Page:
President Trump was expected on Friday to nominate Dr. Stephen M. Hahn, a top executive at The University of Texas M.D. Anderson Cancer Center, to be the next commissioner of the Food and Drug Administration, according to a source familiar with the president’s decision.
Mr. Trump’s selection of Dr. Hahn will fill the vacancy left by Dr. Scott Gottlieb, who stepped down as commissioner in April. In doing so, he passed over the acting commissioner, Dr. Norman E. Sharpless, who had the support of previous commissioners and an array of patient groups.
Dr. Hahn, 59, is credited with returning the cancer center — considered by many to be one of the nation’s best — to stable footing after a series of financial and ethical controversies involving its previous president, Dr. Ronald DePinho, who resigned in 2017. Dr. Hahn is also a noted radiation oncologist and cancer researcher.
If he is confirmed by the Senate, Dr. Hahn, a Washington outsider without significant policy experience, — will step into a high-intensity job that requires deft political skills and oversight of a sprawling federal agency that regulates everything from lifesaving cancer therapies to dog food.
He would take over as the agency is grappling with a number of urgent issues, including the opioid epidemic, contaminants in common drugs and an outbreak of mysterious lung illnesses caused by vaping.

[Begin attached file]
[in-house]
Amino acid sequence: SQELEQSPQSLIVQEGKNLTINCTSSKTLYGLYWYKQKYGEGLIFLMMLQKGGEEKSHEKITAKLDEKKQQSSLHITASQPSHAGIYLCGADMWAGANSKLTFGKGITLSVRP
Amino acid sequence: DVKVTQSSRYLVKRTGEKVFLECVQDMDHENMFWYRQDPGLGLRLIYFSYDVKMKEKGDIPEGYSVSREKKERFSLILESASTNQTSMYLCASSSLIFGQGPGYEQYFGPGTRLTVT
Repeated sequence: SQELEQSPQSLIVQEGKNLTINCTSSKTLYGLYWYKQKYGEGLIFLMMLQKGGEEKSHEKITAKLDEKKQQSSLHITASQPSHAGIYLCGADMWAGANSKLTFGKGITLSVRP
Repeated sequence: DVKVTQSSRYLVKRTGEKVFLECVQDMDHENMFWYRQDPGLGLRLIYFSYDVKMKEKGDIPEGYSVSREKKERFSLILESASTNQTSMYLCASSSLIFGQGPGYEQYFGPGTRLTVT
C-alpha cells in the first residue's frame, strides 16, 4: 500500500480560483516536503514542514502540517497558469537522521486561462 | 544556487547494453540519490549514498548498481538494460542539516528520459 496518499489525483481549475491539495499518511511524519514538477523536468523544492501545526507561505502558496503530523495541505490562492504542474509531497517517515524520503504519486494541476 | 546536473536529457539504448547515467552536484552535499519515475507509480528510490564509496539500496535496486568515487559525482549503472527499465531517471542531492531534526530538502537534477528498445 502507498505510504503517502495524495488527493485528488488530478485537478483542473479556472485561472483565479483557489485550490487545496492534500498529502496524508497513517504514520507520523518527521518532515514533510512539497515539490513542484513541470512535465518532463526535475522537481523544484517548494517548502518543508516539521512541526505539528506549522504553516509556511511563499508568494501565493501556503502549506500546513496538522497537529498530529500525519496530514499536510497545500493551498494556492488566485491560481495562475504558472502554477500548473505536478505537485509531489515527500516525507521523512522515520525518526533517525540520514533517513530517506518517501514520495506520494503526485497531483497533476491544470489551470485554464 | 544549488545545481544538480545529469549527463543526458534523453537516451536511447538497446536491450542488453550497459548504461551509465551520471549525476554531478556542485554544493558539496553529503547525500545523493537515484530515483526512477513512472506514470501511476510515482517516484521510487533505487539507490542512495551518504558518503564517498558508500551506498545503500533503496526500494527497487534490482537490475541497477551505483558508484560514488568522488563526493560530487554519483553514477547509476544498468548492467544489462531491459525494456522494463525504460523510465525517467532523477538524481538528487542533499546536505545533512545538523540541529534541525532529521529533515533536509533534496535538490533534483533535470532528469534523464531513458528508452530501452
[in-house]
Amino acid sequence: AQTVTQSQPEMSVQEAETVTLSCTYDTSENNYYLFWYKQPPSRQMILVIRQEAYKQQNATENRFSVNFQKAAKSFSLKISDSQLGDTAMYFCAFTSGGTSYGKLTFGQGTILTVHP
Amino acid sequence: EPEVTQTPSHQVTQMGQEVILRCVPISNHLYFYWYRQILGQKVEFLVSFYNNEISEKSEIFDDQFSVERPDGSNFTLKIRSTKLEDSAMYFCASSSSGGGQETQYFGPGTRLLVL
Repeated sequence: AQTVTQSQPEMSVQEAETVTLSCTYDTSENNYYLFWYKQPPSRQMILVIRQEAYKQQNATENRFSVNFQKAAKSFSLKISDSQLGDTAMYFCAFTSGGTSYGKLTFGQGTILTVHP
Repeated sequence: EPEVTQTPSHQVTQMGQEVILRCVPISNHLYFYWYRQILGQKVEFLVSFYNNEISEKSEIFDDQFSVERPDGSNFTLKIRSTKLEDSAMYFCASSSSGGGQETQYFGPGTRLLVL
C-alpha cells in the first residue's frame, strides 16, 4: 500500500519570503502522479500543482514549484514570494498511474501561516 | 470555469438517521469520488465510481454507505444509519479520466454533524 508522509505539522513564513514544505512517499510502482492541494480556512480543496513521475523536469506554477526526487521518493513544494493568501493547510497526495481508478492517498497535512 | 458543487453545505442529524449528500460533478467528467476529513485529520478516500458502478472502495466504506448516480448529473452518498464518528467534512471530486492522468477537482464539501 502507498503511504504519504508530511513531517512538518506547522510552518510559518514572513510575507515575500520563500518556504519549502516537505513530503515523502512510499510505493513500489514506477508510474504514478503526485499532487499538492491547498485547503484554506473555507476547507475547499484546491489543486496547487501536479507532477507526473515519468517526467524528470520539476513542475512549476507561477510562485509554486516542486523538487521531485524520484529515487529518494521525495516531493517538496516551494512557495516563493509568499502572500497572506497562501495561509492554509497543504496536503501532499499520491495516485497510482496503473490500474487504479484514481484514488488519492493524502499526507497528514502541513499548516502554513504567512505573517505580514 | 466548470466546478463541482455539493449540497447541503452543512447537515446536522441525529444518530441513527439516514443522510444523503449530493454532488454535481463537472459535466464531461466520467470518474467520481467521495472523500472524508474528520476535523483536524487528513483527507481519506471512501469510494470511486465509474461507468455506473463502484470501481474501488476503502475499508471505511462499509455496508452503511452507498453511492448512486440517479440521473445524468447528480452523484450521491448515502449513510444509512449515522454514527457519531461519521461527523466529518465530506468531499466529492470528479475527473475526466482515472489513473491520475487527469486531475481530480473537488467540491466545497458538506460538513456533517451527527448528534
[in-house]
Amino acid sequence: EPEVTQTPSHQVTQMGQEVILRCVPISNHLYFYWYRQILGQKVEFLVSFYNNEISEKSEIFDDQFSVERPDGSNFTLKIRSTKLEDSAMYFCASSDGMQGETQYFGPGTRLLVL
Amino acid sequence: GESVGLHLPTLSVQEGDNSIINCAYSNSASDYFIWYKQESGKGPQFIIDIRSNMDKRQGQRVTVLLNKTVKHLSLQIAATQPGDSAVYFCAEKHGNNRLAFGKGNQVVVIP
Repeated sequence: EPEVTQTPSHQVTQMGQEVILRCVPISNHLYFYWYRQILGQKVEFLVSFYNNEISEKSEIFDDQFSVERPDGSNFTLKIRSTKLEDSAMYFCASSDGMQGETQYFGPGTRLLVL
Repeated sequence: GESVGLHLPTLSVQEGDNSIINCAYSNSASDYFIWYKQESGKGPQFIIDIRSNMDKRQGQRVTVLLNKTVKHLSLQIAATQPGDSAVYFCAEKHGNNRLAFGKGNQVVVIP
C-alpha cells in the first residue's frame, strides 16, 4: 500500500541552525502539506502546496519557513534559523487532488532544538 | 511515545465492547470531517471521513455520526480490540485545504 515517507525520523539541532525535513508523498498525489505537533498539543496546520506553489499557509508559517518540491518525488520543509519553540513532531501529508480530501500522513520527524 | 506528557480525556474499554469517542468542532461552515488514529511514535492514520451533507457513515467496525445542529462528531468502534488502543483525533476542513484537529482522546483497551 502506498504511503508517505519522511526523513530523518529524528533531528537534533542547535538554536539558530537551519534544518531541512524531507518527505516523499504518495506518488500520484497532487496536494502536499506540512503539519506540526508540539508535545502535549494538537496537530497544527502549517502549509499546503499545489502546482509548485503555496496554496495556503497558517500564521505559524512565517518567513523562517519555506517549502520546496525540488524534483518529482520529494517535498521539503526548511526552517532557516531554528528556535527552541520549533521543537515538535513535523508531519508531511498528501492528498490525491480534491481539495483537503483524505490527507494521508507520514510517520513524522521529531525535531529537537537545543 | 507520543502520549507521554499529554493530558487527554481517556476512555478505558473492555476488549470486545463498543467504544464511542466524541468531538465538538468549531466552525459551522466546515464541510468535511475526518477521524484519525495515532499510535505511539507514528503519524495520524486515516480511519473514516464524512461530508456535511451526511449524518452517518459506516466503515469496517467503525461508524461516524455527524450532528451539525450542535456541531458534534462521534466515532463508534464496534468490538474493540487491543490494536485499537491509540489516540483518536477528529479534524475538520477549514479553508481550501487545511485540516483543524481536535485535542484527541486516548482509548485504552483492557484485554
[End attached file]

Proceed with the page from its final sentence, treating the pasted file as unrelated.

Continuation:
Credit...M.D. Anderson Cancer Center
“The F.D.A. is, as always, at front and center,” said Dr. David A. Kessler, who served as the agency’s commissioner during the administrations of George H.W. Bush and Bill Clinton. He described the challenge of navigating competing interests as “white heat.”
Dr. Hahn would have time working against him, Dr. Kessler and others said, taking over just as Mr. Trump’s re-election campaign gets underway, with the possibility he would only have about a year to stay in the job. “It’s somewhat of a gamble,” Dr. Kessler said.
Dr. Robert Califf, who was F.D.A. commissioner during the Obama administration and has supported Dr. Sharpless, said the learning curve at the agency is steep. “It takes six months to figure out where the bathrooms are,” he said. “The loss of continuity seems like a big negative.”
Dr. Hahn specializes in lung cancer and sarcoma. He has moved up the ranks at M.D. Anderson since arriving in 2015, when he served as chairman of the radiation oncology department. In 2017, he was named the hospital’s chief operating officer and in 2018, the chief medical executive. Before coming to M.D. Anderson, he was chairman of the radiation oncology department at the University of Pennsylvania’s Perelman School of Medicine from 2005 to 2014.
Dr. Hahn has donated to Republicans in the past, though not to the Trump campaign. In 2017, he gave $1,000 to the New Pioneers PAC, a group affiliated with Representative Greg Walden, Republican of Oregon, who was then chairman of the House Energy and Commerce Committee, which oversees the F.D.A. In earlier election cycles, he donated to candidates from both parties, including $706 to Mitt Romney, the Republican presidential nominee, in 2012 and $250 to the congressional campaign of Rep. John Murtha, a Democrat, in 2008.